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The Wonderful World of Wormwood!

I’m so happy that today you get to meet Larissa! Following is a guest post from her about a valuable plant in Alaska, but a little about what Larissa offers first. Her friendly blog at Alaska Herbal Solutions will give you great info on useful plants. She does serious research and brings it to you in a delightful, easy reading manner that also includes the technical goodies.

She even has a page of videos! And herbal how-to’s! Yep, this woman has it together. So enjoy this post that she gifted us with, and then check out her website.

Today Larissa is telling us about wormwood and its uses. She sent wonderfully illustrative photos of this herb. Wormwood doesn’t just pop up everywhere in Southeast Alaska, although I have read that it occurs throughout the area. I have found wormwood on gravel river bars up the Stikine River. It might be a good addition to your garden, so that you have a supply close by.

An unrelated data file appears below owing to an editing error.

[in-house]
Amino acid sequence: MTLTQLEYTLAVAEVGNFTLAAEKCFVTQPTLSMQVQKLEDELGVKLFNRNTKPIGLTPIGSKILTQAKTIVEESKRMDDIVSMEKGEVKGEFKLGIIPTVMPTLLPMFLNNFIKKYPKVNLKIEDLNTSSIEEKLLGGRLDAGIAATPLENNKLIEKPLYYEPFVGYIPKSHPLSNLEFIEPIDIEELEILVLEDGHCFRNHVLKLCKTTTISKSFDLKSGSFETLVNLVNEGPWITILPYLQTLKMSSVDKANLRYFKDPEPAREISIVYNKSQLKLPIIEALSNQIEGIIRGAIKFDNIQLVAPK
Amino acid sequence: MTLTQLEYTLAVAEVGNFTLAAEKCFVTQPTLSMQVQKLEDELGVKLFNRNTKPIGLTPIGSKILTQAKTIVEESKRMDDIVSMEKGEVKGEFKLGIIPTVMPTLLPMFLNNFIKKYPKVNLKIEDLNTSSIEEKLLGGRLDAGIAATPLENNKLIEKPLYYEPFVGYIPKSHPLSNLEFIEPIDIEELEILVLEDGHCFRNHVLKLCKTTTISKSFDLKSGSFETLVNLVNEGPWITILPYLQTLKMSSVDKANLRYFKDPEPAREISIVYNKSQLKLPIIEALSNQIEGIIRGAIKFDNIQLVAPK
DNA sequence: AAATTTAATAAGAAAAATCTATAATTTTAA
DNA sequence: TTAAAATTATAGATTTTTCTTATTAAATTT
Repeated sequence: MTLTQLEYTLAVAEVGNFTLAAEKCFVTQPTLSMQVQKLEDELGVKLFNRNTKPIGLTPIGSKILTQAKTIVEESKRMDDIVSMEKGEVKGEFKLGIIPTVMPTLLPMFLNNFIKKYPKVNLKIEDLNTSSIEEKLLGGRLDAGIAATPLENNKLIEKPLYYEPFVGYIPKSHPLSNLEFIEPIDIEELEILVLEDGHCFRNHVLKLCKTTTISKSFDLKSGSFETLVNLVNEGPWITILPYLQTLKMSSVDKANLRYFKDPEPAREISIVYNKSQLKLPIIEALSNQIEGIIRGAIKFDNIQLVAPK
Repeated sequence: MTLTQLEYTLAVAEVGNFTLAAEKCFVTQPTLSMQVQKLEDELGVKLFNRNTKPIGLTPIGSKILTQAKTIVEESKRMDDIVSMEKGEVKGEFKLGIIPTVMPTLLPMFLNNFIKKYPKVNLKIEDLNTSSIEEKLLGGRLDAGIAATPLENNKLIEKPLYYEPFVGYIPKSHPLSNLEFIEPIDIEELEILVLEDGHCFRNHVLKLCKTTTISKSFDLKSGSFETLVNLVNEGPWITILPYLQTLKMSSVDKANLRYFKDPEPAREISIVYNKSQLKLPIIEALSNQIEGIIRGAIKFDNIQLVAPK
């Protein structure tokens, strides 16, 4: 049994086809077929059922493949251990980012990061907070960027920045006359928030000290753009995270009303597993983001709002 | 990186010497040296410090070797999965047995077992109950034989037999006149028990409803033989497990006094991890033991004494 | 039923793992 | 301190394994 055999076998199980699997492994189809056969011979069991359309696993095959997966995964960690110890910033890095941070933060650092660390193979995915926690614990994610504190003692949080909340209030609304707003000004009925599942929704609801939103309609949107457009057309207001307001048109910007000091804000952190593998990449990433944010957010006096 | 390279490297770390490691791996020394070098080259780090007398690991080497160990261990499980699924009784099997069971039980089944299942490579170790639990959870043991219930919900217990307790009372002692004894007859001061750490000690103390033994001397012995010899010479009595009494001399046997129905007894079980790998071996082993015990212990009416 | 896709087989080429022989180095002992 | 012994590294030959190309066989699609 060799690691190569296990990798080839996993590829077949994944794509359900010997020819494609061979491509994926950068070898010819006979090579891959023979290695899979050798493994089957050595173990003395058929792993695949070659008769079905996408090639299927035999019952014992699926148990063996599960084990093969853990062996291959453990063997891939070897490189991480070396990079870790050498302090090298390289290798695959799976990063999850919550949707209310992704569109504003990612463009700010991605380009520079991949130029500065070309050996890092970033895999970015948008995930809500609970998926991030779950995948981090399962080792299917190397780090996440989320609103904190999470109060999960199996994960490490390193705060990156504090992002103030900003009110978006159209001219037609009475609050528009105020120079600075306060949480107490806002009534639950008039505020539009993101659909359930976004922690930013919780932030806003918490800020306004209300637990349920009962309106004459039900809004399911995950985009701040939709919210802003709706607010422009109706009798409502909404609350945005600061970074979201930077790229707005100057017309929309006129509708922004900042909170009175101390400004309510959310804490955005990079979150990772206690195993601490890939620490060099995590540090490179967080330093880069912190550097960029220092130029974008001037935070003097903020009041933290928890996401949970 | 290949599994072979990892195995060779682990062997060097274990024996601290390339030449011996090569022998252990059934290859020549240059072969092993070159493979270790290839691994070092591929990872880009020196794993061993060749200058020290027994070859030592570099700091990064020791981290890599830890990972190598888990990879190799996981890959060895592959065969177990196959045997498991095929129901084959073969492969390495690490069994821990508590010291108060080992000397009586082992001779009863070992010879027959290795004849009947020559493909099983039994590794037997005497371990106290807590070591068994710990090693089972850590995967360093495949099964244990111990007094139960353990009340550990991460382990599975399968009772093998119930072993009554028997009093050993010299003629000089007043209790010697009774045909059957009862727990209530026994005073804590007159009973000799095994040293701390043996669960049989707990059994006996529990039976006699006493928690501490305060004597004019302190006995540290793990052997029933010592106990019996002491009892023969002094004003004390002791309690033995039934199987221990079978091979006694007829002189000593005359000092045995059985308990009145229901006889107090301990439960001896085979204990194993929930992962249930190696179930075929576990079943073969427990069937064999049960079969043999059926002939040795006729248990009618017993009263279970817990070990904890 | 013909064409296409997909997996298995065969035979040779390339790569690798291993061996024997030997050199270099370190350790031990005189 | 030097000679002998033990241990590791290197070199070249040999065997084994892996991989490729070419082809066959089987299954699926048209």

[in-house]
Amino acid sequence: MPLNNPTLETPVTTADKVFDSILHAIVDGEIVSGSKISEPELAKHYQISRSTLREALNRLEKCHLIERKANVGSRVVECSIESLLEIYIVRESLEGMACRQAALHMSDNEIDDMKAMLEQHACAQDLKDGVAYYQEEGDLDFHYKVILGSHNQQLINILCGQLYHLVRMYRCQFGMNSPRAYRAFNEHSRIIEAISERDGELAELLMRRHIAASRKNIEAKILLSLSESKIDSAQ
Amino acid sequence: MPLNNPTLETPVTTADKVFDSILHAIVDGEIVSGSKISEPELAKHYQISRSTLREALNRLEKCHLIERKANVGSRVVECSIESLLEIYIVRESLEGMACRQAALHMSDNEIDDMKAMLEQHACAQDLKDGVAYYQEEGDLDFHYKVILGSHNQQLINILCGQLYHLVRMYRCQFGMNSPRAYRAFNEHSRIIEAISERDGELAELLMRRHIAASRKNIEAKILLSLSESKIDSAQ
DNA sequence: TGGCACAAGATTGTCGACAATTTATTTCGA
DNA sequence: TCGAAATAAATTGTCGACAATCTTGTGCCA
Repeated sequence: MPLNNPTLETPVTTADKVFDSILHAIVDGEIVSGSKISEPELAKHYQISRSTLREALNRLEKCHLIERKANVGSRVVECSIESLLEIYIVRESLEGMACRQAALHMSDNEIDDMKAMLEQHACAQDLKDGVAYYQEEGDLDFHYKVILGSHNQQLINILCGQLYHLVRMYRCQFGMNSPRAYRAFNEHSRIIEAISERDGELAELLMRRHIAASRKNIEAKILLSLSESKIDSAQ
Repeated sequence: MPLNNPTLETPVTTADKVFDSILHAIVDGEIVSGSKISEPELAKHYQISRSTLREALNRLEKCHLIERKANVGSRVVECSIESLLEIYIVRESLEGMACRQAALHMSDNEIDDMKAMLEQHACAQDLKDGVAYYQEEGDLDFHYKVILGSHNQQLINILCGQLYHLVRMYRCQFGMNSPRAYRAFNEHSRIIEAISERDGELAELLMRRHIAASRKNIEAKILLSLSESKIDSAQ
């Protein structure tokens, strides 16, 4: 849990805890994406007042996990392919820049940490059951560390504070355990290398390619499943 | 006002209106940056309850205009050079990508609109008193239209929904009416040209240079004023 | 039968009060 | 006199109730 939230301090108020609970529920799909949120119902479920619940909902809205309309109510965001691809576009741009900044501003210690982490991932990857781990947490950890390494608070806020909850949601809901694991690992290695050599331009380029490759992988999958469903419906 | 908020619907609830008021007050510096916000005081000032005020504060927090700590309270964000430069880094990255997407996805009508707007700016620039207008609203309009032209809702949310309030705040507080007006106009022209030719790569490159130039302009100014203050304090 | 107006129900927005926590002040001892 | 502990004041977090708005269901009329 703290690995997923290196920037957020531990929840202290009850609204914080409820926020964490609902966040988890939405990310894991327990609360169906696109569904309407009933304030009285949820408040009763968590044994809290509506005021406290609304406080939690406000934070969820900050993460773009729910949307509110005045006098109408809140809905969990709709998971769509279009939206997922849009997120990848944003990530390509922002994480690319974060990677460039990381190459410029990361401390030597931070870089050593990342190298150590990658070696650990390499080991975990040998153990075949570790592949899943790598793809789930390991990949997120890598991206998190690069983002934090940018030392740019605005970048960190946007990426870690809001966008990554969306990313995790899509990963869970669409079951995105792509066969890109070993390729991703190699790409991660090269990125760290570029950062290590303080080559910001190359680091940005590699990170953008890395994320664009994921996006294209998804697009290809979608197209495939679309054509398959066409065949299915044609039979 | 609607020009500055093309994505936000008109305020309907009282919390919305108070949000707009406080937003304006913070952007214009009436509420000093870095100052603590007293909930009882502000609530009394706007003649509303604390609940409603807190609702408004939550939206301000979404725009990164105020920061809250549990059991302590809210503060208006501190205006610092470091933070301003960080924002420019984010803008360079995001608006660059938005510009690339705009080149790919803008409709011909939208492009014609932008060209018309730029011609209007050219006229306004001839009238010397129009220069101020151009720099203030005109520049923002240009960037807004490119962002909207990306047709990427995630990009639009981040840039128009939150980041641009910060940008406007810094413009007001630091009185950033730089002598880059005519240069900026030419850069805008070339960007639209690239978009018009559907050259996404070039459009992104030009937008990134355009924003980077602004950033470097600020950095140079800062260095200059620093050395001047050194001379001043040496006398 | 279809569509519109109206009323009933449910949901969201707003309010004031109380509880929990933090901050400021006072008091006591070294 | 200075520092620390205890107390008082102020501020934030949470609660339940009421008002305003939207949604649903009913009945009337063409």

Here’s Larissa - enjoy!

The Wonderful World of Wormwood!

Hi there! My name is Larissa, over at Alaska Herbal Solutions . I live on the Kenai Peninsula and love Alaskan herbs and plants. In addition to teaching people about the food and medicinal uses of Alaskan plants, I make products of only ingredients that grow in Alaska. One day I was searching for an article about harvesting devil’s club and found Alaska Floats My Boat. After getting what I needed, I wandered around the website some more.

“This information is wonderful!” I thought to myself. So I contacted Jo to see if I could help her write an article about any herbs she didn’t have down in Southeast Alaska. The one she wanted was artemisia, or wormwood, so here it is!